Birth Date: 1 August 1910
Date of Death: 26 July 1937 (age 26)
Place of Birth: Stuttgart, Germany
Place of Death: El Escorial, Spain
Nationality: German
Occupation/Field of Study First female war photographer who died while covering combat and creator of one of the most moving studies ever made of people in war.


KEYWORDS: 20th century, women artists, female war photographer



Gerda Taro was a German war photographer who worked alongside her Hungarian partner, Robert Capa, at the front of the Spanish Civil War in the 20th century. She captured moments of fighting, explosions, and battlefields but especially set her focus on the innocent people who suffered the most – women, children, and old people. Many of her photos were lost, since her family died in the Holocaust and she had no other surviving relatives left, but many of her photos were also published under the name of her boyfriend, Robert Capa, who, even today, is still known as the best war photographer in history3. Gerda Taro was a very attractive woman who was only a little over five feet tall but was much admired for her chic clothes and makeup1 (p. 43). The Republican troops called her “La Pequeña Rubia”, which means the little blonde, but she was also known to be an intelligent and well-read woman1 (p. 43). Gerda Taro was only aged 26 when she died at the military front and, even though she was one of the first female war photographers and the first one to be killed in combat, she has remained mostly unknown until today.



Gerda Taro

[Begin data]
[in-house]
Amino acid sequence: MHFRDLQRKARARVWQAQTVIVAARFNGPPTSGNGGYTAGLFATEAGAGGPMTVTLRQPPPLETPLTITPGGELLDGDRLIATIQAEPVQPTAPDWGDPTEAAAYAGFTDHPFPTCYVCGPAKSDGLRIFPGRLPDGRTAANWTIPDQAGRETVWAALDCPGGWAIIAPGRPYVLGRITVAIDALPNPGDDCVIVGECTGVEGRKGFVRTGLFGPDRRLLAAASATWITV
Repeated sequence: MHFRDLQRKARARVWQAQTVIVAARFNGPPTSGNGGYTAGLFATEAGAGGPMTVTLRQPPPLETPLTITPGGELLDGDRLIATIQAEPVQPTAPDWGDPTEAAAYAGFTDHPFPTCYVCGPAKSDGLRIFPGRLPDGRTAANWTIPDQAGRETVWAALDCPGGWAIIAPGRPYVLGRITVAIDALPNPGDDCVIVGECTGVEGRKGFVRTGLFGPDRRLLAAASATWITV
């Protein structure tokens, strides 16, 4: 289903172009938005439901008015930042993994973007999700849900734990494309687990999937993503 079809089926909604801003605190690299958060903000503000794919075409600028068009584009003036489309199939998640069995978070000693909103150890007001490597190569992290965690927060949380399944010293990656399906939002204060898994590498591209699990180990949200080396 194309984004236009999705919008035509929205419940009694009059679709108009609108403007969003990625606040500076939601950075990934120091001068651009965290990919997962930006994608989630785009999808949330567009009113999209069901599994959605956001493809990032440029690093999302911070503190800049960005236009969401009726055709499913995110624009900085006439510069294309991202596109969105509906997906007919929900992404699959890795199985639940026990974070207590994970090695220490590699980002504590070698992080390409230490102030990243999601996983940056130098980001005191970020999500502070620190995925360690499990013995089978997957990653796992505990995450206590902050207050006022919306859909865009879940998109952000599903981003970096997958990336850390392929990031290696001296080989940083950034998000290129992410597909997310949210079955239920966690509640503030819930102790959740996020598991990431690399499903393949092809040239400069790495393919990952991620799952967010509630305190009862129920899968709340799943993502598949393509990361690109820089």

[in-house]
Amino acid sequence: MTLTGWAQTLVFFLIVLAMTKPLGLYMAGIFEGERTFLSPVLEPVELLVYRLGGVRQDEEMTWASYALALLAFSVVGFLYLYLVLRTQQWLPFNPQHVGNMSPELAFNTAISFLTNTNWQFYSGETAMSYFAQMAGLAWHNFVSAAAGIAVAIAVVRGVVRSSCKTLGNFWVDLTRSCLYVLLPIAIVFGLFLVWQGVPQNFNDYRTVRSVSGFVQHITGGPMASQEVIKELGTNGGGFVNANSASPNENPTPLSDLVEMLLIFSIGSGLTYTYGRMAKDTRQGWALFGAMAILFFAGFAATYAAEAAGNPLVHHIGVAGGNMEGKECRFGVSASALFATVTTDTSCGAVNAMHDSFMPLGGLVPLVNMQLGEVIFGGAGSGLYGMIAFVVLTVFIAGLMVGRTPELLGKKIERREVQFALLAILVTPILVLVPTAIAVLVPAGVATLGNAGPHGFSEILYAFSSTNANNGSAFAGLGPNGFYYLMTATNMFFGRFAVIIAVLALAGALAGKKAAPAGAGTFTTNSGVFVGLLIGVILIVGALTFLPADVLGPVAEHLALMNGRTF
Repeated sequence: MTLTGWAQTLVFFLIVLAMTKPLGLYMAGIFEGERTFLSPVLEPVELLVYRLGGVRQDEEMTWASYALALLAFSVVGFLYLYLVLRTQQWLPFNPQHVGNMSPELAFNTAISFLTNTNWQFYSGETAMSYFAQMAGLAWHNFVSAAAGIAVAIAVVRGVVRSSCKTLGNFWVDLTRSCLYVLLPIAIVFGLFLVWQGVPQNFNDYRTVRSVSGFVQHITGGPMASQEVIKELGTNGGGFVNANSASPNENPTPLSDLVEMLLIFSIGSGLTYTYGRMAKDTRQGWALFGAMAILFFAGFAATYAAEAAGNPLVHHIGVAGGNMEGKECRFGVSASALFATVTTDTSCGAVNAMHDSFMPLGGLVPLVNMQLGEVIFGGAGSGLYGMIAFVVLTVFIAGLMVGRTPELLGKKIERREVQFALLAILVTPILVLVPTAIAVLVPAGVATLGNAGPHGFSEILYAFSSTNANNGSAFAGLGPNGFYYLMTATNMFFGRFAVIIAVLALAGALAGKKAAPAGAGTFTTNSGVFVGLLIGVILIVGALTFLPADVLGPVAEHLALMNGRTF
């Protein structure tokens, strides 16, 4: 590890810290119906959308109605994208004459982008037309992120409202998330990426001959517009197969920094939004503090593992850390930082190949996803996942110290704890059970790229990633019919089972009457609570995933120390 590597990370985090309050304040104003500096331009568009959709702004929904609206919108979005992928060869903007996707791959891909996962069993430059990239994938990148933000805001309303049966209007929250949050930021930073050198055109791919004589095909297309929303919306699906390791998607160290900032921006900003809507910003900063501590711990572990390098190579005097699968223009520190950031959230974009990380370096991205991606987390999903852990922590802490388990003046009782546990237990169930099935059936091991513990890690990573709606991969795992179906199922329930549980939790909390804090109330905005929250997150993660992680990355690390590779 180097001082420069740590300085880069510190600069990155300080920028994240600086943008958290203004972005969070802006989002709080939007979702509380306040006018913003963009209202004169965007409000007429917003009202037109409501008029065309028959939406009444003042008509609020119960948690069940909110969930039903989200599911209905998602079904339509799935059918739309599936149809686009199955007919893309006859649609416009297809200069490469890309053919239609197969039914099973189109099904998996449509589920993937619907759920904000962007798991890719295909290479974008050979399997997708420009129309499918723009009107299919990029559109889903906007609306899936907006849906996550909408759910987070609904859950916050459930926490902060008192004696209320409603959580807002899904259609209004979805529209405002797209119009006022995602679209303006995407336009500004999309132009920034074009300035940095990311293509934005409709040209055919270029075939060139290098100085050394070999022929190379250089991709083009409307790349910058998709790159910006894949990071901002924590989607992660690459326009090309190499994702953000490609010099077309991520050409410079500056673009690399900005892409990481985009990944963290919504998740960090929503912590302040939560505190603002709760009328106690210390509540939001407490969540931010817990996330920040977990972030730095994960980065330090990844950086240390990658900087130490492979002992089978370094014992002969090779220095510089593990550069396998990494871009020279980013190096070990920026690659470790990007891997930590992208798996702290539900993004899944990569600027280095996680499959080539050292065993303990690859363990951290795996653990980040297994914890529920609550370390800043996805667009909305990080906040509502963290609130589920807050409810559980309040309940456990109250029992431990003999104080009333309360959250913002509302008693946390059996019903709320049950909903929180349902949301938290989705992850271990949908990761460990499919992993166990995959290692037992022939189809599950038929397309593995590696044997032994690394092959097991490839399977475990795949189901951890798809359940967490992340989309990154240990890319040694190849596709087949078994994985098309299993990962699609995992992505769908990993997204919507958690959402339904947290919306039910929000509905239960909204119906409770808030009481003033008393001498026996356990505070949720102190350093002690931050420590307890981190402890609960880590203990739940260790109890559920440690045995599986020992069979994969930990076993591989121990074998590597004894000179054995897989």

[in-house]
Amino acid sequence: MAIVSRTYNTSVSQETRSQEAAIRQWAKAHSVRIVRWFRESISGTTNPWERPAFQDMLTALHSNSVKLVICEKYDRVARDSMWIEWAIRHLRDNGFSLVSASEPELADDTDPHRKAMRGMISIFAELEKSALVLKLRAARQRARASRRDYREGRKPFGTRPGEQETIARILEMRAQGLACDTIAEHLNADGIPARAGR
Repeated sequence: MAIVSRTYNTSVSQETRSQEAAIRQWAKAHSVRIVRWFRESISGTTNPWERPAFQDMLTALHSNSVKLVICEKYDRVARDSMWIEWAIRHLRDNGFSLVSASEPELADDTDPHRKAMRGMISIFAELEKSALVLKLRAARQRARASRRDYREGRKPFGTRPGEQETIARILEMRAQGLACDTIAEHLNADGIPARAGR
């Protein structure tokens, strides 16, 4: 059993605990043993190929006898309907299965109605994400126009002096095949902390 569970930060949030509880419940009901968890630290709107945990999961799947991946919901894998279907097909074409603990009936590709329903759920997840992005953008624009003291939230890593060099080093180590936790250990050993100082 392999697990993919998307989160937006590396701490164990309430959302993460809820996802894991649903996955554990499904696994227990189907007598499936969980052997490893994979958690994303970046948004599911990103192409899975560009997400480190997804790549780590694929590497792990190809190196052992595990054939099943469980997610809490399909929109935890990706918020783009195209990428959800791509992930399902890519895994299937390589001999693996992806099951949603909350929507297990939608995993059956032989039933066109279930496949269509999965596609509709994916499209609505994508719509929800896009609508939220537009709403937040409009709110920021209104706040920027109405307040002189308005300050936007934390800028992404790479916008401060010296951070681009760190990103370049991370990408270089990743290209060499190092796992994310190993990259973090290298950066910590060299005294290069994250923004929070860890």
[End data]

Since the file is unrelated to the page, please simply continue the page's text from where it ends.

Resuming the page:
In 1910, Gerda Taro was born under the name of Gerda Pohorylle into a middle-class Polish- Jewish family in Stuttgart, Germany. Due to the rising power of Adolf Hitler, Gerda and her family had to move to Leipzig in 1929 where she soon got involved in local leftist organisations. Soon after, in 1933, she got arrested for distributing anti-Nazi propaganda but could escape a year later and flee to Paris, where she met her future boyfriend and colleague Robert Capa. The Hungarian photo journalist Robert Capa was originally called Endre Friedmann, but Gerda got the idea to adopt a shorter more “American sounding” name for both of them in order to sell more photographs(p. 43). Her new surname was chosen after the avant-garde Japanese artist Taro Okamoto4. Robert Capa was, like her, also a Jewish leftist and a stateless exile. At the time Gerda met Robert, she knew nothing about photography as she had only worked as a part time secretary before, but, since she helped him to get jobs, he in turn trained her to use a Leica2 camera (p. 57). Soon after the outbreak of the Spanish Civil War, the couple moved to Barcelona and started taking photographs for the French leftist press on most of the war fronts, from Aragón to Toledo, to Córdoba. It was during this same time that Gerda Taro refused Robert Capa’s marriage proposal even though she had planned to travel to China with him3. On the afternoon of the 25th July 1937, Gerda Taro was shooting the battle of Brunete, west of Madrid. General Walter, the senior commander in the field, warned her to get away fast, because he could not guarantee her safety in the battle, but Gerda refused to leave and continued shooting1 (p. 43). According to a witness, she was smiling during the heat and taking photo after photo, which she said were her “best pictures yet”1 (p. 41). On her way back to her villa in Madrid, Gerda Taro got fatally injured by a Republican tank that struck the car in which she was standing on the running board, and crushed her abdomen. She was still conscious when she was taken to the hospital where she soon died from her injuries1 (p. 41). Her photographs of the battle were never to be found since her equipment disappeared soon after the collision with the tank1 (p. 43). Several sources claim that the collision was no accident but planned. Some say she was murdered due to her accurate recordings of what really had happened during the battle that day and her general lack of loyalty to Moscow. Tens of thousands of people attended her funeral in Paris on 1st August 1937, which would have been her 27th birthday. Today, Gerda Taro is recognised as the first female war photographer in history2 (p. 58) and as the first one to die in combat4.